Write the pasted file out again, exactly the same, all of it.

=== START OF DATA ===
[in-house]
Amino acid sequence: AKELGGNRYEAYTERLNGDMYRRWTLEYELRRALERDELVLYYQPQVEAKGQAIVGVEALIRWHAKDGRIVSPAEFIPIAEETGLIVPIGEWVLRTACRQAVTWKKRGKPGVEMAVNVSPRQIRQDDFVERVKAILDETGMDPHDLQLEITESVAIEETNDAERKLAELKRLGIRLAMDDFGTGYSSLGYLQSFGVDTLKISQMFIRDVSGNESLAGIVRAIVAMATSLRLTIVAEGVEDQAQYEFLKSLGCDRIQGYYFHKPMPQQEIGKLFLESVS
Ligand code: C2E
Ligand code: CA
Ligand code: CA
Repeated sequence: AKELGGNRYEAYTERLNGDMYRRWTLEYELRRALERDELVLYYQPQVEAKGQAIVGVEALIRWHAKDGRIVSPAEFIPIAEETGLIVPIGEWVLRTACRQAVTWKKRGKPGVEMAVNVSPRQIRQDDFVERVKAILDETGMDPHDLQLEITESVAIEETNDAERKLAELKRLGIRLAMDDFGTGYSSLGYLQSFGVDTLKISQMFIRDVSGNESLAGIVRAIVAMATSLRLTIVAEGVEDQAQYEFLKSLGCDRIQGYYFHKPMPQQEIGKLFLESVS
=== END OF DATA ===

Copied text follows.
[in-house]
Amino acid sequence: AKELGGNRYEAYTERLNGDMYRRWTLEYELRRALERDELVLYYQPQVEAKGQAIVGVEALIRWHAKDGRIVSPAEFIPIAEETGLIVPIGEWVLRTACRQAVTWKKRGKPGVEMAVNVSPRQIRQDDFVERVKAILDETGMDPHDLQLEITESVAIEETNDAERKLAELKRLGIRLAMDDFGTGYSSLGYLQSFGVDTLKISQMFIRDVSGNESLAGIVRAIVAMATSLRLTIVAEGVEDQAQYEFLKSLGCDRIQGYYFHKPMPQQEIGKLFLESVS
Ligand code: C2E
Ligand code: CA
Ligand code: CA
Repeated sequence: AKELGGNRYEAYTERLNGDMYRRWTLEYELRRALERDELVLYYQPQVEAKGQAIVGVEALIRWHAKDGRIVSPAEFIPIAEETGLIVPIGEWVLRTACRQAVTWKKRGKPGVEMAVNVSPRQIRQDDFVERVKAILDETGMDPHDLQLEITESVAIEETNDAERKLAELKRLGIRLAMDDFGTGYSSLGYLQSFGVDTLKISQMFIRDVSGNESLAGIVRAIVAMATSLRLTIVAEGVEDQAQYEFLKSLGCDRIQGYYFHKPMPQQEIGKLFLESVS